Former judges who sent kids to jail for kickbacks must pay more than $200 million
Former Luzerne County Court Judges Michael Conahan, front left, and Mark Ciavarella, front right, leave the United States District Courthouse in Scranton, Pa., in 2009. The two Pennsylvania judges who orchestrated a scheme to send children to for-profit jails in exchange for kickbacks were ordered to pay more than $200 million to hundreds of children who fell victim to their crimes. Mark Moran/AP hide caption
Former Luzerne County Court Judges Michael Conahan, front left, and Mark Ciavarella, front right, leave the United States District Courthouse in Scranton, Pa., in 2009. The two Pennsylvania judges who orchestrated a scheme to send children to for-profit jails in exchange for kickbacks were ordered to pay more than $200 million to hundreds of children who fell victim to their crimes.
Two former Pennsylvania judges who orchestrated a scheme to send children to for-profit jails in exchange for kickbacks were ordered to pay more than $200 million to hundreds of people they victimized in one of the worst judicial scandals in U.S. history.
U.S. District Judge Christopher Conner awarded $106 million in compensatory damages and $100 million in punitive damages to nearly 300 people in a long-running civil suit against the judges, writing the plaintiffs are “the tragic human casualties of a scandal of epic proportions.”
In what came to be known as the kids-for-cash scandal, Mark Ciavarella and another judge, Michael Conahan, shut down a county-run juvenile detention center and accepted $2.8 million in illegal payments from the builder and co-owner of two for-profit lockups. Ciavarella, who presided over juvenile court, pushed a zero-tolerance policy that guaranteed large numbers of kids would be sent to PA Child Care and its sister facility, Western PA Child Care.
Ciavarella ordered children as young as 8 to detention, many of them first-time offenders deemed delinquent for petty theft, jaywalking, truancy, smoking on school grounds and other minor infractions. The judge often ordered youths he had found delinquent to be immediately shackled, handcuffed and taken away without giving them a chance to put up a defense or even say goodbye to their families.
“Ciavarella and Conahan abandoned their oath and breached the public trust,” Conner wrote Tuesday in his explanation of the judgment. “Their cruel and despicable actions victimized a vulnerable population of young people, many of whom were suffering from emotional issues and mental health concerns.”
The Pennsylvania Supreme Court threw out some 4,000 juvenile convictions involving more than 2,300 kids after the scheme was uncovered.
It’s unlikely the now-adult victims will see even a fraction of the eye-popping damages award, but a lawyer for the plaintiffs said it’s a recognition of the enormity of the disgraced judges’ crimes.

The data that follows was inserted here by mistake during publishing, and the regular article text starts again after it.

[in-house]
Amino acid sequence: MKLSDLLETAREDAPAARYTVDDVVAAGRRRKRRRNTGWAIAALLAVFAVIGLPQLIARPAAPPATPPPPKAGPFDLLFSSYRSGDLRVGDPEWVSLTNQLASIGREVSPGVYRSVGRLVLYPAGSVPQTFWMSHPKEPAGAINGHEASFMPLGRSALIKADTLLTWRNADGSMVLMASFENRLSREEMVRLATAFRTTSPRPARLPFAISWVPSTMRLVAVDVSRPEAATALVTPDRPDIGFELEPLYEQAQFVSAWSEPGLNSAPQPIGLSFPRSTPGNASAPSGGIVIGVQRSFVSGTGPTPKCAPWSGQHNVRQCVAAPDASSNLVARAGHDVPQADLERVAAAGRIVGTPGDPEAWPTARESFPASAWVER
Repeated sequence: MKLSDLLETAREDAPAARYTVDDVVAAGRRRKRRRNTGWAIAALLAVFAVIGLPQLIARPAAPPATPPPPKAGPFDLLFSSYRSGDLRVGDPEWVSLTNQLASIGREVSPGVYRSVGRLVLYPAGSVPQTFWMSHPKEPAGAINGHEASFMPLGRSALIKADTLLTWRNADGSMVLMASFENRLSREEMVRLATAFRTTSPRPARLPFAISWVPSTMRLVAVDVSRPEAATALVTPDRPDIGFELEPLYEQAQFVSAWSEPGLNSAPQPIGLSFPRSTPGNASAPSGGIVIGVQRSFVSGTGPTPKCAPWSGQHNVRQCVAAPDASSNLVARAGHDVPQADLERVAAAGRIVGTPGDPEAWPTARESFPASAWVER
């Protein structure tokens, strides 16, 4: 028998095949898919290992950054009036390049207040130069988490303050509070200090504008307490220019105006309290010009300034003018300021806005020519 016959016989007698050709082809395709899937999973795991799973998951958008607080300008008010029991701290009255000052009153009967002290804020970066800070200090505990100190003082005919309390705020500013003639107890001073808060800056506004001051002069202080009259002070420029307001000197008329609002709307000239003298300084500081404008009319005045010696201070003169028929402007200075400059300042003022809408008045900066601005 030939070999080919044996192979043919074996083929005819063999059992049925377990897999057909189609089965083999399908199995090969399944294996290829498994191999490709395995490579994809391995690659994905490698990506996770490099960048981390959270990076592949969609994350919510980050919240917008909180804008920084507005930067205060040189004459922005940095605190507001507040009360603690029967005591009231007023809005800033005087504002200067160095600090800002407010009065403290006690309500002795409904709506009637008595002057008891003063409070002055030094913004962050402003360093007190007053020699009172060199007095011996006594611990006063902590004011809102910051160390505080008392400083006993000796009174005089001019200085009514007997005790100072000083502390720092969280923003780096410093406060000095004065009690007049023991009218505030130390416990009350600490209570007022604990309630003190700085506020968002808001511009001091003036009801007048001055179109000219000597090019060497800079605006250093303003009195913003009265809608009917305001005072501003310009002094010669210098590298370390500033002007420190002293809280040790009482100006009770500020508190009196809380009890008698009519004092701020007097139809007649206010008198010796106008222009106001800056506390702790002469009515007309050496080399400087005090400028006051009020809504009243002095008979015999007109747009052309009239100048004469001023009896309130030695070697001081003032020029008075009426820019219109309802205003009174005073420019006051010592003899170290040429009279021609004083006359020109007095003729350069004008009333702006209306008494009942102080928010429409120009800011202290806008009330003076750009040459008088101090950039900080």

“It’s a huge victory,” Marsha Levick, co-founder and chief counsel of the Philadelphia-based Juvenile Law Center and a lawyer for the plaintiffs, said Wednesday. “To have an order from a federal court that recognizes the gravity of what the judges did to these children in the midst of some of the most critical years of their childhood and development matters enormously, whether or not the money gets paid.”
Another plaintiffs’ attorney, Sol Weiss, said he would begin a probe of the judges’ assets, but did not think they had any money to pay a judgment.
Ciavarella, 72, is serving a 28-year prison sentence in Kentucky. His projected release date is 2035.
Conahan, 70, was sentenced to more than 17 years in prison but was released to home confinement in 2020 — with six years left on his sentence — because of the coronavirus pandemic.
Conner ruled after hearing often-emotional testimony last year from 282 people who appeared in Luzerne County juvenile court between 2003 and 2008 — 79 of whom were under 13 when Ciavarella sent them to juvenile detention — and 32 parents.
“They recounted his harsh and arbitrary nature, his disdain for due process, his extraordinary abruptness, and his cavalier and boorish behavior in the courtroom,” Conner wrote.
One unnamed child victim testified that Ciavarella had “ruined my life” and “just didn’t let me get to my future,” according to Conner’s ruling.
Said another plaintiff: “I feel I was just sold out for no reason. Like everybody just stood in line to be sold.”
Another victim described how he shook uncontrollably during a routine traffic stop — a consequence of the traumatizing impact of his childhood detention — and had to show his mental health records in court to “explain why my behavior was so erratic.”
Several of the childhood victims who were part of the lawsuit when it began in 2009 have since died from overdoses or suicide, Conner said.
To calculate compensatory damages, the judge decided each plaintiff was entitled to a base rate of $1,000 for each day of wrongful detention, and adjusted that amount based on the circumstances of each case. Substantial punitive damages were warranted because the disgraced judges inflicted “unspeakable physical and emotional trauma” on children and adolescents, Conner wrote.
The damages award only covers plaintiffs who chose to participate in process.
Other major figures in the case settled years ago, including the builder and the owner of the private lockups and their companies, in payouts totaling about $25 million.